Secrets from the Algorithm: Google Search’s Internal Engineering Documentation Has Leaked (2024)

Watch Our Google Algorithm Leak Webinar Replay

Google, if you’re reading this, it’s too late. 😉

Ok. Cracks knuckles. Let’s get right to the Google algorithm leak.

Internal documentation for Google Search’s Content Warehouse API has been discovered. Google’s internal microservices appear to mirror what Google Cloud Platform offers and the internal version of documentation for the deprecated Document AI Warehouse was accidentally published publicly to a code repository for the client library. The documentation for this code was also captured by an external automated documentation service.

Based on the change history, this code repository mistake was fixed on May 7th, but the automated documentation is still live. In efforts to limit potential liability, I won’t link to it here, but because all the code in that repository was published under the Apache 2.0 license, anyone that came across it was granted a broad set of rights, including the ability to use, modify, and distribute it anyway.

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I have reviewed the API reference docs and contextualized them with some other previous Google leaks and the DOJ antitrust testimony. I’m combining that with the extensive patent and whitepaper research done for my upcoming book, The Science of SEO. While there is no detail about Google’s scoring functions in the documentation I’ve reviewed, there is a wealth of information about data stored for content, links, and user interactions. There are also varying degrees of descriptions (ranging from disappointingly sparse to surprisingly revealing) of the features being manipulated and stored.

You’d be tempted to broadly call these “ranking factors,” but that would be imprecise. Many, even most, of them are ranking factors, but many are not. What I’ll do here is contextualize some of the most interesting ranking systems and features (at least, those I was able to find in the first few hours of reviewing this massive leak) based on my extensive research and things that Google has told/lied to us about over the years.

“Lied” is harsh, but it’s the only accurate word to use here. While I don’t necessarily fault Google’s public representatives for protecting their proprietary information, I do take issue with their efforts to actively discredit people in the marketing, tech, and journalism worlds who have presented reproducible discoveries. My advice to future Googlers speaking on these topics: Sometimes it’s better to simply say “we can’t talk about that.” Your credibility matters, and when leaks like this and testimony like the DOJ trial come out, it becomes impossible to trust your future statements.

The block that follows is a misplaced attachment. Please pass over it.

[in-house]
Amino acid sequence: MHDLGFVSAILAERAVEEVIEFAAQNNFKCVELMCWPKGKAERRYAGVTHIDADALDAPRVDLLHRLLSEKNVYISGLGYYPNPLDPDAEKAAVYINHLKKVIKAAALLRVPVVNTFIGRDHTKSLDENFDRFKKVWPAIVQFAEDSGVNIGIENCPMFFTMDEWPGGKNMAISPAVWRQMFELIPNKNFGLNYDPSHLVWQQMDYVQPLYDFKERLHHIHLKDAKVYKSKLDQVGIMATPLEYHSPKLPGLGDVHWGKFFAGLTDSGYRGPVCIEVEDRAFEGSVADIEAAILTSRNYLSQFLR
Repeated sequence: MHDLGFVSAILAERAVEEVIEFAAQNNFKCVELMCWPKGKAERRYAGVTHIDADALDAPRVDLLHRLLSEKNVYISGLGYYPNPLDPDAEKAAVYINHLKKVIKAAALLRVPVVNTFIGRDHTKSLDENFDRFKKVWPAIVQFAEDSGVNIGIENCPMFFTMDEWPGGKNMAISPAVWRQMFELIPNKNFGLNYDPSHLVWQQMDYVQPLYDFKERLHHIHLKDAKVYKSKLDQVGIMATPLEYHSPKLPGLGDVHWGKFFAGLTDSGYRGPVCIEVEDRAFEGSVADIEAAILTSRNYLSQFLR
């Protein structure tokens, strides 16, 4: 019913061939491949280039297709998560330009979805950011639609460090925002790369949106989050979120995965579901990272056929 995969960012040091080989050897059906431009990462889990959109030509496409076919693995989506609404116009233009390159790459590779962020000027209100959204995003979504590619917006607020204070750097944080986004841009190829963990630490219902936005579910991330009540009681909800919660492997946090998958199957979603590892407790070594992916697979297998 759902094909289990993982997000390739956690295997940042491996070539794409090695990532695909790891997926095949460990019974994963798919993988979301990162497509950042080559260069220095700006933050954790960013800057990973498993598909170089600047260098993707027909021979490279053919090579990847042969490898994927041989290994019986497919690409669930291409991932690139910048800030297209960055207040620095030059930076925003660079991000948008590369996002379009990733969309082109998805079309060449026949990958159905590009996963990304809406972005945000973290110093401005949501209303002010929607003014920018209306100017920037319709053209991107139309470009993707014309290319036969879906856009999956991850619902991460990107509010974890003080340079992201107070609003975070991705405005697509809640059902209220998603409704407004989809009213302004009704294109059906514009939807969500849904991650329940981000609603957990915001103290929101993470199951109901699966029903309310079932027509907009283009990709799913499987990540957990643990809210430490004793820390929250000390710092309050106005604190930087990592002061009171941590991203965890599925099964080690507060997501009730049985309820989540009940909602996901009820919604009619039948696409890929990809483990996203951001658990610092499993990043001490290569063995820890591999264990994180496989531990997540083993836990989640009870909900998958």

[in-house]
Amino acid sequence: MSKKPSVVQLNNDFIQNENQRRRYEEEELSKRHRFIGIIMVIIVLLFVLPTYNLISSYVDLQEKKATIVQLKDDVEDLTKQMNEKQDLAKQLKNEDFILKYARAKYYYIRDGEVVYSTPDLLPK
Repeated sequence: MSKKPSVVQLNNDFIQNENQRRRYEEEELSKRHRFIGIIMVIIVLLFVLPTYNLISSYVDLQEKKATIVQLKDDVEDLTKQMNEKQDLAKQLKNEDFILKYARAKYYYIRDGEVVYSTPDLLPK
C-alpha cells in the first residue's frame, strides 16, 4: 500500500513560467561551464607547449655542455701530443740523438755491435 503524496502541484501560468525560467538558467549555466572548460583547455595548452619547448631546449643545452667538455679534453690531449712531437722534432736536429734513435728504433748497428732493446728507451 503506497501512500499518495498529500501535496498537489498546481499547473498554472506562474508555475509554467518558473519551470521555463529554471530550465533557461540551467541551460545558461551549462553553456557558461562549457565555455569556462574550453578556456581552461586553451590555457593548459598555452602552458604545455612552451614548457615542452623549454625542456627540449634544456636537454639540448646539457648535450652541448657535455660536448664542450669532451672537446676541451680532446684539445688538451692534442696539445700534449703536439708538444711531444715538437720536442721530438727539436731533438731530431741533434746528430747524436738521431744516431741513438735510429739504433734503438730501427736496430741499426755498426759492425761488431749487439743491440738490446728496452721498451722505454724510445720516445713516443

Caveats for the Google Algorithm Leak

I think we all know people will work to discredit my findings and analysis from this leak. Some will question why it matters and say “but we already knew that.” So, let’s get the caveats out of the way before we get to the good stuff.

  • Limited Time and Context – With the holiday weekend, I’ve only been able to spend about 12 hours or so in deep concentration on all this. I’m incredibly thankful to some anonymous parties that were super helpful in sharing their insights with me to help me get up to speed quickly. Also, similar to the Yandex leak I covered last year, I do not have a complete picture. Where we had source code to parse through and none of the thinking behind it for Yandex, in this case we have some of the thinking behind thousands of features and modules, but no source code. You’ll have to forgive me for sharing this in a less structured way than I will in a few weeks after I’ve sat with the material longer.
  • No Scoring Functions – We do not know how features are weighted in the various downstream scoring functions. We don’t know if everything available is being used. We do know some features are deprecated. Unless explicitly indicated, we don’t know how things are being used. We don’t know where everything happens in the pipeline. We have a series of named ranking systems that loosely align with how Google has explained them, how SEOs have observed rankings in the wild, and how patent applications and IR literature explains. Ultimately, thanks to this leak, we now have a clearer picture of what is being considered that can inform what we focus on vs. ignore in SEO moving forward.
  • Likely the First of Several Posts – This post will be my initial stab of what I’ve reviewed. I may publish subsequent posts as I continue to dig into the details. I suspect this article will lead to the SEO community racing to parse through these docs and we will, collectively, be discovering and recontextualizing things for months to come.
  • This Appears to Be Current Information – As best I can tell, this leak represents the current, active architecture of Google Search Content Storage as of March of 2024. (Cue a Google PR person saying I’m wrong. Actually let’s just skip the song and dance, y’all). Based on the commit history, the related code was pushed on on Mar 27, 2024 and not removed until May 7, 2024.

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  • Correlation is not causation – Ok, this one doesn’t really apply here, but I just wanted to make sure I covered all the bases.

There are 14K Ranking Features and More in the Google Leak Docs

There are 2,596 modules represented in the API documentation with 14,014 attributes (features) that look like this: